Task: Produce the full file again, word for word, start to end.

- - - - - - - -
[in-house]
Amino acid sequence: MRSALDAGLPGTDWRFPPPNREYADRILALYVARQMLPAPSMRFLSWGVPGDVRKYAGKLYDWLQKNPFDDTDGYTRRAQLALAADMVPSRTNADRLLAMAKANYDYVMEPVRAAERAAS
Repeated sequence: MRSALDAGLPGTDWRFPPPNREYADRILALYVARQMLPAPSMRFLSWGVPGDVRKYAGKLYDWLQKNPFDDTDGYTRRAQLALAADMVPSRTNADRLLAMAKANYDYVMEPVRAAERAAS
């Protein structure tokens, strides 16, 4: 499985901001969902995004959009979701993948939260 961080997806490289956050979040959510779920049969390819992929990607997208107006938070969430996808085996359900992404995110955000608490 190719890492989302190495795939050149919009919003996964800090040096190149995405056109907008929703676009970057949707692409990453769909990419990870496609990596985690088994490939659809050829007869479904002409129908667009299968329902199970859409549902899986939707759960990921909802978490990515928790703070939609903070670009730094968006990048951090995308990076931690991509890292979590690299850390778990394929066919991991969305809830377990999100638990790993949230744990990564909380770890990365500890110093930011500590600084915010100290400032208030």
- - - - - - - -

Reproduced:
[in-house]
Amino acid sequence: MRSALDAGLPGTDWRFPPPNREYADRILALYVARQMLPAPSMRFLSWGVPGDVRKYAGKLYDWLQKNPFDDTDGYTRRAQLALAADMVPSRTNADRLLAMAKANYDYVMEPVRAAERAAS
Repeated sequence: MRSALDAGLPGTDWRFPPPNREYADRILALYVARQMLPAPSMRFLSWGVPGDVRKYAGKLYDWLQKNPFDDTDGYTRRAQLALAADMVPSRTNADRLLAMAKANYDYVMEPVRAAERAAS
């Protein structure tokens, strides 16, 4: 499985901001969902995004959009979701993948939260 961080997806490289956050979040959510779920049969390819992929990607997208107006938070969430996808085996359900992404995110955000608490 190719890492989302190495795939050149919009919003996964800090040096190149995405056109907008929703676009970057949707692409990453769909990419990870496609990596985690088994490939659809050829007869479904002409129908667009299968329902199970859409549902899986939707759960990921909802978490990515928790703070939609903070670009730094968006990048951090995308990076931690991509890292979590690299850390778990394929066919991991969305809830377990999100638990790993949230744990990564909380770890990365500890110093930011500590600084915010100290400032208030």